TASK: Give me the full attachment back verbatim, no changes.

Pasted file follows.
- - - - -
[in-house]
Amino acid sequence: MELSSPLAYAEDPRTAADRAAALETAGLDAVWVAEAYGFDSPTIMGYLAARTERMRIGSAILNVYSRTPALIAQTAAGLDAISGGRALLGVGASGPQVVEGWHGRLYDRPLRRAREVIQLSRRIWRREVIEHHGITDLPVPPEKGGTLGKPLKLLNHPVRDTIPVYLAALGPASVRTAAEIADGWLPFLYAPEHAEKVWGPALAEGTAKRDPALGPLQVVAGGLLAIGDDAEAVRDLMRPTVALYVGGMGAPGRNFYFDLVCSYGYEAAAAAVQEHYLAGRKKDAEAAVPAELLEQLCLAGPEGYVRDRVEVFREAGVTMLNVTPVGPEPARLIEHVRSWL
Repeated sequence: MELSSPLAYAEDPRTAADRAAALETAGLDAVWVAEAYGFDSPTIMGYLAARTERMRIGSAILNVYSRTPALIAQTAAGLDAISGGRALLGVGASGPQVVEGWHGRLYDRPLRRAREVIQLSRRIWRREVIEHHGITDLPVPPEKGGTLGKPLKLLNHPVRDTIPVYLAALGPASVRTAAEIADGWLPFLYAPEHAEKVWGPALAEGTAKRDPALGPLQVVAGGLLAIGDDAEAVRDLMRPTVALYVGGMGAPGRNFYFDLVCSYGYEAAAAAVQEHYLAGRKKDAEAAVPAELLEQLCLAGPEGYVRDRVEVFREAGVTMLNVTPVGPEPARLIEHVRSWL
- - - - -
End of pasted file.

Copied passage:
[in-house]
Amino acid sequence: MELSSPLAYAEDPRTAADRAAALETAGLDAVWVAEAYGFDSPTIMGYLAARTERMRIGSAILNVYSRTPALIAQTAAGLDAISGGRALLGVGASGPQVVEGWHGRLYDRPLRRAREVIQLSRRIWRREVIEHHGITDLPVPPEKGGTLGKPLKLLNHPVRDTIPVYLAALGPASVRTAAEIADGWLPFLYAPEHAEKVWGPALAEGTAKRDPALGPLQVVAGGLLAIGDDAEAVRDLMRPTVALYVGGMGAPGRNFYFDLVCSYGYEAAAAAVQEHYLAGRKKDAEAAVPAELLEQLCLAGPEGYVRDRVEVFREAGVTMLNVTPVGPEPARLIEHVRSWL
Repeated sequence: MELSSPLAYAEDPRTAADRAAALETAGLDAVWVAEAYGFDSPTIMGYLAARTERMRIGSAILNVYSRTPALIAQTAAGLDAISGGRALLGVGASGPQVVEGWHGRLYDRPLRRAREVIQLSRRIWRREVIEHHGITDLPVPPEKGGTLGKPLKLLNHPVRDTIPVYLAALGPASVRTAAEIADGWLPFLYAPEHAEKVWGPALAEGTAKRDPALGPLQVVAGGLLAIGDDAEAVRDLMRPTVALYVGGMGAPGRNFYFDLVCSYGYEAAAAAVQEHYLAGRKKDAEAAVPAELLEQLCLAGPEGYVRDRVEVFREAGVTMLNVTPVGPEPARLIEHVRSWL